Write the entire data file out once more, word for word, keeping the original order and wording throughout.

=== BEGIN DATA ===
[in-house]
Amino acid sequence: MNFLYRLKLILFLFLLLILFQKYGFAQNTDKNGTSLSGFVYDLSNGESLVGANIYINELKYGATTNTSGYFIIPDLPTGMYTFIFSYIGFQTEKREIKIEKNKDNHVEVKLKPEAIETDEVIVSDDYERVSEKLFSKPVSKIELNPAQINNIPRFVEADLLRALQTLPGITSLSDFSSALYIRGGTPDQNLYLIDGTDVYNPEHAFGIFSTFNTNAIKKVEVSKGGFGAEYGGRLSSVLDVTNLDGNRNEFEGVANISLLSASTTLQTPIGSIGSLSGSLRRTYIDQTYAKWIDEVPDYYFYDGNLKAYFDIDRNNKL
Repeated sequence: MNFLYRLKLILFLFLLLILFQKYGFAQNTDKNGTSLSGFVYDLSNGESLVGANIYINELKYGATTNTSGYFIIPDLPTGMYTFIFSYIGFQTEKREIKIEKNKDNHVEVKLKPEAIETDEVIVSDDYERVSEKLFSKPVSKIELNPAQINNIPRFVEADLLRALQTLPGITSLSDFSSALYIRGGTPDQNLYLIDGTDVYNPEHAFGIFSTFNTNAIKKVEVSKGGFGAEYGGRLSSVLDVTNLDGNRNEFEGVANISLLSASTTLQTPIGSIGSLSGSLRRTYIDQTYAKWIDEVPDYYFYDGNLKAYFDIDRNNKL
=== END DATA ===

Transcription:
[in-house]
Amino acid sequence: MNFLYRLKLILFLFLLLILFQKYGFAQNTDKNGTSLSGFVYDLSNGESLVGANIYINELKYGATTNTSGYFIIPDLPTGMYTFIFSYIGFQTEKREIKIEKNKDNHVEVKLKPEAIETDEVIVSDDYERVSEKLFSKPVSKIELNPAQINNIPRFVEADLLRALQTLPGITSLSDFSSALYIRGGTPDQNLYLIDGTDVYNPEHAFGIFSTFNTNAIKKVEVSKGGFGAEYGGRLSSVLDVTNLDGNRNEFEGVANISLLSASTTLQTPIGSIGSLSGSLRRTYIDQTYAKWIDEVPDYYFYDGNLKAYFDIDRNNKL
Repeated sequence: MNFLYRLKLILFLFLLLILFQKYGFAQNTDKNGTSLSGFVYDLSNGESLVGANIYINELKYGATTNTSGYFIIPDLPTGMYTFIFSYIGFQTEKREIKIEKNKDNHVEVKLKPEAIETDEVIVSDDYERVSEKLFSKPVSKIELNPAQINNIPRFVEADLLRALQTLPGITSLSDFSSALYIRGGTPDQNLYLIDGTDVYNPEHAFGIFSTFNTNAIKKVEVSKGGFGAEYGGRLSSVLDVTNLDGNRNEFEGVANISLLSASTTLQTPIGSIGSLSGSLRRTYIDQTYAKWIDEVPDYYFYDGNLKAYFDIDRNNKL